|Exposed Fault Line (Greece)|
After 'what type of rock is this?' the question I probably get asked most as a geologist is 'can we or will we ever be able to predict earthquakes?' Accurate earthquake prediction is considered one of the 'holy grails' of the geosciences. It remains elusive however, and is likely to be elusive for the foreseeable future.
Earthquakes are triggered when stress builds up on these fault lines, as the stress overcomes a critical value the fault ruptures, releasing this stress (or transferring it to other parts of the fault). This release of stress generates seismic waves which shake the ground. Earthquakes cause considerable damage and loss of life across the globe - seen recently in places as diverse as Spain, Japan, New Zealand, Burma, Chile and Haiti.
|Major Plate Boundaries|
Geoscientists have a good idea of roughly where earthquakes are likely to happen (although new fault lines are still being discovered). They have an indication of the maximum magnitude we can expect in certain places (though again, there can be surprises, such as the March 2011 earthquake in Japan). Studies of palaeoseismology (historical earthquakes) can also give us an indication of what time frames to expect between large earthquakes. Despite this knowledge and ability to understand these factors - geoscientists have no way to predict exactly when, where and how big a particular earthquake will be.
Research is examining possible methods of earthquake prediction, including study of animal behaviour and study of electrical disturbances in our atmosphere. This research is a long way away, however, from giving us the vital information we need for earthquake prediction, and current opinion remains uncertain as to whether it will eventually help.
|Bendandi (Source: Luca Lorenzi)|
Despite geologists stating that earthquake prediction is a distant dream - predictions are occasionally mentioned, such as the May 11th 2011 Rome earthquake. Rumours had circulated that a dead seismologist (Raffaele Bendandi, pictured left) had predicted that the city would be destroyed on this date. Rumours which caused widespread panic and thousands to stay away from the city. This situation highlights something that isn't talked about very much - the potential dangers of earthquake prediction. Currently earthquake prediction (with precise days and times etc) mainly causes unfounded panic and distress. It damages economies, and has the potential to lead to people not paying attention to genuine warnings and evacuation orders. Even if we do get into a situation where we can predict earthquakes using scientific monitoring techniques, there is of course the potential that those predictions will be wrong. The potential for panic, damage and reluctance to pay attention to genuine warnings means that distributing these warnings must be carefully considered. Earthquake prediction also places a huge burden on local, national and international governments to ensure they can manage and finance evacuations, as well as effectively mobilising communities. While this isn't a danger to, or reason not to predict - it does mean international governments and agencies must be ready to step in and support struggling countries.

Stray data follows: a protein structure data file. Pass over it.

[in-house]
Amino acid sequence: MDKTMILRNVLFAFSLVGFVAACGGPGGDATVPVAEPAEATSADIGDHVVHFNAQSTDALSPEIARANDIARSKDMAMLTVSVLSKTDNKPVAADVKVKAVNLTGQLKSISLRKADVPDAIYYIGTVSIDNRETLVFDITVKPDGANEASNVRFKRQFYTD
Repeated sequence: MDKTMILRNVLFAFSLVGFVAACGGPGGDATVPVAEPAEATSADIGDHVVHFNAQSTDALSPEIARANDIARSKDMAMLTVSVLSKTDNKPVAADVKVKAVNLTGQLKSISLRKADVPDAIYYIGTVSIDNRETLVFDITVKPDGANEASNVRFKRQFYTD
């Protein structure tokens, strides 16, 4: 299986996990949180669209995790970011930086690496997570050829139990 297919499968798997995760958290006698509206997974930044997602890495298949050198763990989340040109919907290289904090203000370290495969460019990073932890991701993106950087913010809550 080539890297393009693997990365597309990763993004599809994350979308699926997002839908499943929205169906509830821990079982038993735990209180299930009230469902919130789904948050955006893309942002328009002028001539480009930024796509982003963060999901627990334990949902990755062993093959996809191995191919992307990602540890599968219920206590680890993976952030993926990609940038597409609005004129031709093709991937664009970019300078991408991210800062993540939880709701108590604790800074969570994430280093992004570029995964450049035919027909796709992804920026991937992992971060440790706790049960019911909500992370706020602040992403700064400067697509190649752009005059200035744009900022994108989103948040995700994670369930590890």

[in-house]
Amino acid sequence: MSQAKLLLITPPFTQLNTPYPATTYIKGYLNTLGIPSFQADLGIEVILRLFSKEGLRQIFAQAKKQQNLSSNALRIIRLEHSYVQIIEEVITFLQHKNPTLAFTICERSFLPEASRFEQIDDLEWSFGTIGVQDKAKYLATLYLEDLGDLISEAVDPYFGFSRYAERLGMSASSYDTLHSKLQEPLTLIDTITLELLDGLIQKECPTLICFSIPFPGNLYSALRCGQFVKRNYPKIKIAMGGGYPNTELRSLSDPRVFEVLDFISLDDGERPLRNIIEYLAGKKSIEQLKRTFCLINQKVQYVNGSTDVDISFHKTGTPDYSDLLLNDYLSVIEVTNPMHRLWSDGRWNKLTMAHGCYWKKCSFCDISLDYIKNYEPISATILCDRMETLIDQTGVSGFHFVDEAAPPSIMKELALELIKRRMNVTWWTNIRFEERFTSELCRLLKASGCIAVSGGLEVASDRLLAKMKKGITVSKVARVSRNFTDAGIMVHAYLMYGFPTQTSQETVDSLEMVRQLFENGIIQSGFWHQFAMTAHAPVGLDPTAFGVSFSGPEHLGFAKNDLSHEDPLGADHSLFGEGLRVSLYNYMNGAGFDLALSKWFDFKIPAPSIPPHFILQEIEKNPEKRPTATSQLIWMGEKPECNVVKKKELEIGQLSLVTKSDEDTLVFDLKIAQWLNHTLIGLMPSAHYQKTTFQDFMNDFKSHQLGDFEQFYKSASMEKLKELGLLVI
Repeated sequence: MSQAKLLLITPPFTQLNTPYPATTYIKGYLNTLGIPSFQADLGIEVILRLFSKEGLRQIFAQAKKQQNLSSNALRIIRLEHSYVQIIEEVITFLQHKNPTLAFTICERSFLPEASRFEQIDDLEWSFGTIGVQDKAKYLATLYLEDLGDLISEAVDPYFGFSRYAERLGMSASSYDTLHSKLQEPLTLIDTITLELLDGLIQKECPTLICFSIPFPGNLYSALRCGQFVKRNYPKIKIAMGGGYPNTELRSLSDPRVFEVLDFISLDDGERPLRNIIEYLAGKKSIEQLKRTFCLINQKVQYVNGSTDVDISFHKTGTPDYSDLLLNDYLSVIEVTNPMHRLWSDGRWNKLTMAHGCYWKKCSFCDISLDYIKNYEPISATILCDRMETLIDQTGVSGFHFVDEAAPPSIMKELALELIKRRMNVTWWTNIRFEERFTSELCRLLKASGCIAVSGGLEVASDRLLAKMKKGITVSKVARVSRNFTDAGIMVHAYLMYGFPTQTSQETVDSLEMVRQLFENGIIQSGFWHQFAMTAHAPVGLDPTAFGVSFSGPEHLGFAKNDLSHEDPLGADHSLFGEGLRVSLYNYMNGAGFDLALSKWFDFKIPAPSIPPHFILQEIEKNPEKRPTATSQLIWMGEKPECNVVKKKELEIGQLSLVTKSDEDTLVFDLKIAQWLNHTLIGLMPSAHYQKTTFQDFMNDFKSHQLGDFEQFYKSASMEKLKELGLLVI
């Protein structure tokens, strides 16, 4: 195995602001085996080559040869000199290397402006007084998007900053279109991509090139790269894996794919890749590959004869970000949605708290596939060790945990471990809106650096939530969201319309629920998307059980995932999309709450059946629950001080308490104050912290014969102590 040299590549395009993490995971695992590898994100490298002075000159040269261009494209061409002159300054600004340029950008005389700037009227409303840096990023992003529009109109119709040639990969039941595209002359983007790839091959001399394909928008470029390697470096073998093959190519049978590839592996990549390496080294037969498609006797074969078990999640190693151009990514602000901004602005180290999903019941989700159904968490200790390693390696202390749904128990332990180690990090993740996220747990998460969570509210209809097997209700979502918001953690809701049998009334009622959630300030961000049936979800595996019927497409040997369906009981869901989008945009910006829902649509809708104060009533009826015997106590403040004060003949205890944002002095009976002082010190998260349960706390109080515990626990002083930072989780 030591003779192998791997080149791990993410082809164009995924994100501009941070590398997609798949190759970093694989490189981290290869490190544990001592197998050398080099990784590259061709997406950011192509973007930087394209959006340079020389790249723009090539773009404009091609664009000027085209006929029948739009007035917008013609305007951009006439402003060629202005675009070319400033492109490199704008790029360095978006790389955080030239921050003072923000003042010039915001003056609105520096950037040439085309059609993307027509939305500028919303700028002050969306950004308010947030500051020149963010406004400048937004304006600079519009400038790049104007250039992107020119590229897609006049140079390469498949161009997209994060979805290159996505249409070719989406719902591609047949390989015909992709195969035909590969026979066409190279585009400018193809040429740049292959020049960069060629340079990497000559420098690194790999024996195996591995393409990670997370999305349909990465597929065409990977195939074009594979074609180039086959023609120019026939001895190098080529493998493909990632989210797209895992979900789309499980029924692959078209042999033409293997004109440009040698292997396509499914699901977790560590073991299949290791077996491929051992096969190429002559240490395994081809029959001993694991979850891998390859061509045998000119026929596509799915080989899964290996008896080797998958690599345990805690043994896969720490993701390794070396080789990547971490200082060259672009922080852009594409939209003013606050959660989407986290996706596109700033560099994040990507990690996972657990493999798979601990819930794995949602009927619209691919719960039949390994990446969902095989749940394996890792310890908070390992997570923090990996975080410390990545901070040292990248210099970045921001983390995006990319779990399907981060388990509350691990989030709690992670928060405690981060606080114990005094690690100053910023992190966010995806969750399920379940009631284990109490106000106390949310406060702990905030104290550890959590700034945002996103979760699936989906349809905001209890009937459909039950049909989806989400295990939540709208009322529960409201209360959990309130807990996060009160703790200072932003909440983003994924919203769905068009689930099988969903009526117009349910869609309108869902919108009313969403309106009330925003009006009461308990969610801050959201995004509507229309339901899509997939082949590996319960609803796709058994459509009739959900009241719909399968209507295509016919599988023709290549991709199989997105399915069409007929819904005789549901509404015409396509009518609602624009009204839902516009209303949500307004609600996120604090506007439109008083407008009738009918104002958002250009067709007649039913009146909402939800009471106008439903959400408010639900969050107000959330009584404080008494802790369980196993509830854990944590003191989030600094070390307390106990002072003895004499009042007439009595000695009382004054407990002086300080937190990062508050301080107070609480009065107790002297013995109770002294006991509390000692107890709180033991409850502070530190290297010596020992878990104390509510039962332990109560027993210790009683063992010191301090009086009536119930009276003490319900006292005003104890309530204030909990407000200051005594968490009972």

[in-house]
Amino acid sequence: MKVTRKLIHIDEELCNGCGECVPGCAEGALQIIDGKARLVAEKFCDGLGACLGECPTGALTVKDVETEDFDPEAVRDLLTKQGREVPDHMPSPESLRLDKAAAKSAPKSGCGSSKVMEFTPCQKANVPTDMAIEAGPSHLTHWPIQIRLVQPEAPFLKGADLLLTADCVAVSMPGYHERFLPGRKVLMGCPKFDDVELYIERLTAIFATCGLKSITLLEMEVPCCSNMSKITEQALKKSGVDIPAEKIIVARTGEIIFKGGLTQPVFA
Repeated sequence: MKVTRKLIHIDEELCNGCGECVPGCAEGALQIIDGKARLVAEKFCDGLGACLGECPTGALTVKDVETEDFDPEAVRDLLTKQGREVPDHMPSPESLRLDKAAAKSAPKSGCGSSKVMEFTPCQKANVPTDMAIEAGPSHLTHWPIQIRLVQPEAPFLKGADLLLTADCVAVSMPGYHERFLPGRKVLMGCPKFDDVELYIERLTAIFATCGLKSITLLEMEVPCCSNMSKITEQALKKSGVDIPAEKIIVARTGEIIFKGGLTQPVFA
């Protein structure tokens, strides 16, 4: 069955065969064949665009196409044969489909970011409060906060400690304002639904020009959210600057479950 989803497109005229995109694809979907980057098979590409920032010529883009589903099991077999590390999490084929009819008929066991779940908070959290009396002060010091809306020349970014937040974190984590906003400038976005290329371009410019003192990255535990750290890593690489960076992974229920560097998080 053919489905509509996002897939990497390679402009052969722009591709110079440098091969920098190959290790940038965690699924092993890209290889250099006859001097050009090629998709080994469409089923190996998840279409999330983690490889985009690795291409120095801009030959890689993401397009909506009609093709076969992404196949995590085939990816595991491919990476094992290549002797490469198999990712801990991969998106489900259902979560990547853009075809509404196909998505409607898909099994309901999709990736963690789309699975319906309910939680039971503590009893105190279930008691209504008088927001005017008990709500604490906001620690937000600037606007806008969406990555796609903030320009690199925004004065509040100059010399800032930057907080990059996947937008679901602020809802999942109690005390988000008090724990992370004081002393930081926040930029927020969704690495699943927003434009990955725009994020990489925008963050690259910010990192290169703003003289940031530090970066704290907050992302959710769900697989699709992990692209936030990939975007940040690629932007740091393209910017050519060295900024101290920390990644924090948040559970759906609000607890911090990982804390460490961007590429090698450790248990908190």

Finally, while we cannot (and may not ever) predict earthquakes in the sense of specific location, magnitude and time - we do have a wealth of scientific and technical knowledge about how earthquakes behave, how soils and rock respond to seismic waves, how buildings respond... not to mention many locations prone to earthquakes, and significant historical records giving us an indication of time intervals and magnitude of earthquakes. The huge amounts of scientific data and technical knowledge we have means that we can develop effective disaster risk reduction methods. Earthquakes, and other natural hazards, only become natural disasters when there is risk and vulnerability. If this vulnerability can be reduced, and resilience increased then the impacts of hazards such as earthquakes will be dramatically reduced. The types of things that can be implemented to ensure risk is reduced are things such as changes to urban planning - ensuring that cities are built with stricter building codes, more organisation and planning, and better assigned routes for evacuation and emergency vehicles. This is particularly important in developing countries, where rapid urbanisation in vulnerable areas could lead to potential mega-disasters. Other things such as education and drills, ensuring that people know what to do and how to do it, is crucial. This can be particularly important in institutions such as schools and health centres.
So while earthquake prediction is widely considered the 'holy grail' of the geosciences - we mustn't deflect from the importance of what we can already do. We have the ability to significantly reduce the impacts of disasters - and must work to ensure disaster risk reduction is incorporated into policy, well financed and given our full backing.